The girl beside him gazed up at her and smiled. “You are blocking our way,” she said, “you will kindly move aside.”
The ghost smiled back but addressed the boy only. “Where are you going, little boy?” she asked softly, but he could not move his lips to answer.
“Where are you going, little boy,” she repeated
When still he could not reply the girl spoke on his behalf. “He is going forward.”
“I was talking to the little boy.”
“And I am talking for him.”
But she addressed the boy again, “and which way is forward, little boy?”
He raised his hand and pointed to the path ahead.
“Are you sure, little boy? How fast can you run, little boy?”
He began to weep. He tried not to look at her. “Are you a ghost?” he summoned the courage to ask.
“Touch my skin.”
She offered her hand to him and, shaking with fear, he reached out with his own to touch her. She felt dry and wrinkled and cold but beneath the skin he felt the beating of a heart. She was not a ghost.
“She is an old woman,” explained the girl, “pay her no heed.”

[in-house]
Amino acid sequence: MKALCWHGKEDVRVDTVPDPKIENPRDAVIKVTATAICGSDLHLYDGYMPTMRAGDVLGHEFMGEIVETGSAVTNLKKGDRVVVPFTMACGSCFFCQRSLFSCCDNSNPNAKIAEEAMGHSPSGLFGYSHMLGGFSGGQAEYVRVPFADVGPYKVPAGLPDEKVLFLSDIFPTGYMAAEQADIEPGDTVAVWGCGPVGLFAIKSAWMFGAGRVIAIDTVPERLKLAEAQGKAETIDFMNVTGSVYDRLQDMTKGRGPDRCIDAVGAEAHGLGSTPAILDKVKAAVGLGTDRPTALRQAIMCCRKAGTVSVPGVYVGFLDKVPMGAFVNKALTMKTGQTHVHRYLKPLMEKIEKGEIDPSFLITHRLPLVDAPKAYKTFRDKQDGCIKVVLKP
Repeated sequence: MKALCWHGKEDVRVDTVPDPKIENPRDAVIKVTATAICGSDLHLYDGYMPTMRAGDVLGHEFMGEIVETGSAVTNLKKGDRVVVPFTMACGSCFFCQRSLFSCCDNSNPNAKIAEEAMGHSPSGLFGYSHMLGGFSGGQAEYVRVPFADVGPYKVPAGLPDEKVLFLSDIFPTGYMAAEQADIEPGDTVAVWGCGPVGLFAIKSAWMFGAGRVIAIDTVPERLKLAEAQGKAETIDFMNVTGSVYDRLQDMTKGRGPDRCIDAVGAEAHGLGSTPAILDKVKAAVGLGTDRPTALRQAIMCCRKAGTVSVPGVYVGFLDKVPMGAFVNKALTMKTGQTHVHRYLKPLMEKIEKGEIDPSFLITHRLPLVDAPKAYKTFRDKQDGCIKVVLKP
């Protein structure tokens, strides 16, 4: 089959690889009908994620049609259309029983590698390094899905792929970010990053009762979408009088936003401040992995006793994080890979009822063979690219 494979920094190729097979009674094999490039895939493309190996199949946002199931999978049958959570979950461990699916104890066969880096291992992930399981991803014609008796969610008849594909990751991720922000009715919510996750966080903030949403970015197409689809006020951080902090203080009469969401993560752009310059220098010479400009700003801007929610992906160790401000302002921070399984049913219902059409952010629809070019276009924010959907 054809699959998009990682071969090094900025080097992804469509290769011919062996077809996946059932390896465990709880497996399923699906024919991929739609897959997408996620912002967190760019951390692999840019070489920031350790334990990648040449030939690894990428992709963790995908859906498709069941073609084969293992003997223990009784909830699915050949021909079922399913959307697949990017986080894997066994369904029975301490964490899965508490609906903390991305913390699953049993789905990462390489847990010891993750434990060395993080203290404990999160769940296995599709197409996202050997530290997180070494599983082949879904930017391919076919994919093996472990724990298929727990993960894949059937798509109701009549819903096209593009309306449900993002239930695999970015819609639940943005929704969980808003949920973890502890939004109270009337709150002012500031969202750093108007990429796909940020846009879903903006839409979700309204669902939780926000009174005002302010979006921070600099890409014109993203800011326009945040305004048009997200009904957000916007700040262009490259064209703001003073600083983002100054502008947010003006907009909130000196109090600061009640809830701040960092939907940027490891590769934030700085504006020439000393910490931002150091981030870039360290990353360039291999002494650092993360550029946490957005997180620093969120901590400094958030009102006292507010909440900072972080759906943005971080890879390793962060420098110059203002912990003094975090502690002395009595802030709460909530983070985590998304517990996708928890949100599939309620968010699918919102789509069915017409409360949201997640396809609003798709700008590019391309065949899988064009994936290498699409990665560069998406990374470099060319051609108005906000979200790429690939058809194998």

“You would do well to follow my advice, little boy,” said the woman, “turn around now, leave the girl and go back quickly to where from you came.”
The girl began to mock. “He is not a little boy, old woman. He is a man. He is my man. And he will not leave me. And he will not run. Not yet.”
“Listen to me, little boy. She is playing a game with you. Turn around quickly, little boy, and run. Run as fast as you can. There are beasts. Soon it will be dark and for you, little boy, the sun may not rise again.” The white woman smiled at him. It was not a smile that offered comfort. “Believe me, little boy,” she added, “for I have seen tomorrow many times.”
She turned and walked away. Her feet made no sound as she stepped through the undergrowth and within seconds she had faded again, into the mist.